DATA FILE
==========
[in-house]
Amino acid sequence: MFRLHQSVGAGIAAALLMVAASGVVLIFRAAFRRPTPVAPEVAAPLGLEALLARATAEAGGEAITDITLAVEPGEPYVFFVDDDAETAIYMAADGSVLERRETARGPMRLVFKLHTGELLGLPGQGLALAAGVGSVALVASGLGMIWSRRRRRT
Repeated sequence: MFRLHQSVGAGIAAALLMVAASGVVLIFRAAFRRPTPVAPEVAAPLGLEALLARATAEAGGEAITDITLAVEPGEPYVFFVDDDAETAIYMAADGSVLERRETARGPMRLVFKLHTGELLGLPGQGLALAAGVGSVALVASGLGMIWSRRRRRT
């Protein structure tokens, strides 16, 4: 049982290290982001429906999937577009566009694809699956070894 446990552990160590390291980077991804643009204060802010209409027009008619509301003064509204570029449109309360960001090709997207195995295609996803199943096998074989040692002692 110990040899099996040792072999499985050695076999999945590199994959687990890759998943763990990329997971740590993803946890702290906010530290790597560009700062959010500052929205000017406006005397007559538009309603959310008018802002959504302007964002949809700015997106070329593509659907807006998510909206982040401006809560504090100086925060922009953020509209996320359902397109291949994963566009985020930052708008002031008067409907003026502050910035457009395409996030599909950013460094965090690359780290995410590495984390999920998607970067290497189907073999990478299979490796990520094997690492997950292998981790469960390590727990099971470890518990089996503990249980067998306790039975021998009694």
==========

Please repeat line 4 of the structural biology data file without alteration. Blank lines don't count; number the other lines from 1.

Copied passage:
């Protein structure tokens, strides 16, 4: 049982290290982001429906999937577009566009694809699956070894 446990552990160590390291980077991804643009204060802010209409027009008619509301003064509204570029449109309360960001090709997207195995295609996803199943096998074989040692002692 110990040899099996040792072999499985050695076999999945590199994959687990890759998943763990990329997971740590993803946890702290906010530290790597560009700062959010500052929205000017406006005397007559538009309603959310008018802002959504302007964002949809700015997106070329593509659907807006998510909206982040401006809560504090100086925060922009953020509209996320359902397109291949994963566009985020930052708008002031008067409907003026502050910035457009395409996030599909950013460094965090690359780290995410590495984390999920998607970067290497189907073999990478299979490796990520094997690492997950292998981790469960390590727990099971470890518990089996503990249980067998306790039975021998009694």